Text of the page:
NCEAS Project 2250

Predators, pathogens, and parasitoids as mortality agents in phytophagous insect populations

  • Howard V. Cornell
  • Bradford A. Hawkins


ActivityDatesFurther Information
Working Group1st—10th June 1996Participant List  
Working Group14th—28th September 1996Participant List  
Working Group30th March—5th April 1998Participant List  

Abstract
Insect herbivores are killed by a diverse array of natural enemies, however not all herbivores suffer enemy attacks to the same degree. Various ecological and biological factors influence the rate of enemy-induced mortality suffered by herbivore populations. The major goal of this project is to quantify the effects of these factors on enemy-induced mortality, as revealed by a life table database of holometabolous herbivores. Although enemy mortality will be emphasized, we will also examine mortality caused by weather, competition, and plant factors. A secondary goal will be to compile and analyze a life table database of hemimetabolous herbivores. All databases will be made available to other workers when the analysis is complete. Enemy-induced mortality will be characterized by type (predator, parasitoid, or pathogen), and the relative importance of each type as well as other causes of death will be tested for differences associated with five ecological characteristics of the herbivores (feeding biology, invasion status, and the successional stage, cultivation status, and latitudinal zone of the habitat). The information will also reveal if herbivore ecology affects all enemies equally, or if tradeoffs exist such that reductions in the rate of attack by one type of enemy may be offset by increased attacks by other types. If so, than the already complex dynamics identified for plant vs. enemy interactions may be further enriched by interactions among the enemies themselves.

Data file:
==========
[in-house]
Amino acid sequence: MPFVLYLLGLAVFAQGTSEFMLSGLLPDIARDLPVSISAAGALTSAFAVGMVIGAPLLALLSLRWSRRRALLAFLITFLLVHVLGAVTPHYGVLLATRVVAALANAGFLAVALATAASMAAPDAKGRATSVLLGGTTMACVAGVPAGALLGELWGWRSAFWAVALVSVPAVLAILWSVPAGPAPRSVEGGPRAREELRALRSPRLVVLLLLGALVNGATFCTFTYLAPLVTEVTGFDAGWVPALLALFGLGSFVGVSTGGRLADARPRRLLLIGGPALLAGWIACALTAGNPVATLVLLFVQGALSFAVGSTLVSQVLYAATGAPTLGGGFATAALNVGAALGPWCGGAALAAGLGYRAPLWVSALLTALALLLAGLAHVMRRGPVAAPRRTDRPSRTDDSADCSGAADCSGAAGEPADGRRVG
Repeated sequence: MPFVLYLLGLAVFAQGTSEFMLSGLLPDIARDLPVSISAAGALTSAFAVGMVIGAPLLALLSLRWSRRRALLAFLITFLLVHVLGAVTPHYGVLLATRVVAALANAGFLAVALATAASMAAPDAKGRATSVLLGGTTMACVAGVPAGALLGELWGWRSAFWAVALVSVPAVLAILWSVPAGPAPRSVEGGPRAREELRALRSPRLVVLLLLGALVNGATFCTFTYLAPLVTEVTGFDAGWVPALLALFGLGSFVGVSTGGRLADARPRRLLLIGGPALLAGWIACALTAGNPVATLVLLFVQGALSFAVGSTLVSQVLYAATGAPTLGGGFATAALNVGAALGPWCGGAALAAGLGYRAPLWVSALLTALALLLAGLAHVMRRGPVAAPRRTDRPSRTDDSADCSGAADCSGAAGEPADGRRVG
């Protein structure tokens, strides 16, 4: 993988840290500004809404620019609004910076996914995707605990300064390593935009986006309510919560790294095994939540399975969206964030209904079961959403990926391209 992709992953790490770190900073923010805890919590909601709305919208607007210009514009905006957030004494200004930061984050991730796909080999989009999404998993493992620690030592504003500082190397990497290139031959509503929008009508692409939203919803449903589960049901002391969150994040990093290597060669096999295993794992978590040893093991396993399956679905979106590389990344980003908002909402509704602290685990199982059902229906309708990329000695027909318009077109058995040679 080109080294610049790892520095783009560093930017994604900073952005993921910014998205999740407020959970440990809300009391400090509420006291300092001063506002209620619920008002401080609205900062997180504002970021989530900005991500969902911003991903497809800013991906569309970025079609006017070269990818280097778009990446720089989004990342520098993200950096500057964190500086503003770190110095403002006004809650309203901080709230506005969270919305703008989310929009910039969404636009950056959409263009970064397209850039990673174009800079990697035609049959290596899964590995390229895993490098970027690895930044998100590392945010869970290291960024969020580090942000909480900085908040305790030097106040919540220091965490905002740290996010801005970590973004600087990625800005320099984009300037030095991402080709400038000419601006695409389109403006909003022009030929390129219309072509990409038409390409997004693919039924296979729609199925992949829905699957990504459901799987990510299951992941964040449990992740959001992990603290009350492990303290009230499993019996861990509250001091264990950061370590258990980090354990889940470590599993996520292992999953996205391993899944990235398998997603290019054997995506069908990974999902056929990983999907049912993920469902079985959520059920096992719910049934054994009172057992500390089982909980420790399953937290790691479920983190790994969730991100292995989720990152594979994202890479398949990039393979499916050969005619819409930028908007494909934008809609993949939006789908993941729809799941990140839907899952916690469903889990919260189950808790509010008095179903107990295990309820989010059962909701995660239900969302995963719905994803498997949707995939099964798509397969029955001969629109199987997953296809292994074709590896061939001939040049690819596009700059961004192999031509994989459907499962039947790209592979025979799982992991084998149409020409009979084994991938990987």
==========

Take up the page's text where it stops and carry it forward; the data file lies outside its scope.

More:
TypeProducts of NCEAS Research
Presentations Cornell, Howard V. 1996. Towards an empirically-based theory of herbivore demography. International Congress of Entomology. Florence, Italy.
Presentations Cornell, Howard V. 1997. Towards an empirically-based theory of herbivore demography. Cornell University. Ithaca, NY.
Presentations Cornell, Howard V. 1997. Towards an empirically-based theory of herbivore demography. Ecological Society of America Annual Meeting. Albuquerque, NM.
Presentations Cornell, Howard V. 1997. Towards an empirically-based theory of herbivore demography. Bodega Marine Laboratory. Bodega Bay, CA.
Report or White Paper Cornell, Howard V.; Hawkins, Bradford A. 1998. Summary of Hawkins and Cornell NCEAS Working Group. (Online version)
Presentations Cornell, Howard V. 1998. Towards an empirically-based theory of herbivore demography. University of California, Davis. Davis, CA.
Journal Article Cornell, Howard V.; Hawkins, Bradford A.; Hochberg, Michael E. 1998. Towards an empirically-based theory of herbivore demography. Ecological Entomology. Vol: 23. Pages 340-349.
Presentations Cornell, Howard V. 1998. Towards an empirically-based theory of herbivore demography. University of British Columbia. Canada.
Journal Article Cornell, Howard V.; Hawkins, Bradford A. 2003. Herbivore responses to plant secondary compounds: A test of phytochemical coevolution theory. American Naturalist. Vol: 161(4). Pages 507-522.
Journal Article Hawkins, Bradford A.; Cornell, Howard V.; Hochberg, Michael E. 1997. Predators, parasitoids, and pathogens as mortality agents in phytophagous insect populations. Ecology. Vol: 78. Pages 2145-2152.
Book Chapter Karlson, Ronald H.; Cornell, Howard V. 1997. Local and regional processes as controls of species richness. Edited by Tilman, David; Kareiva, Peter. Spatial Ecology: The Role of Space in Population Dynamics and Interspecific Interactions. Princeton University Press. Princeton. Pages 250-268.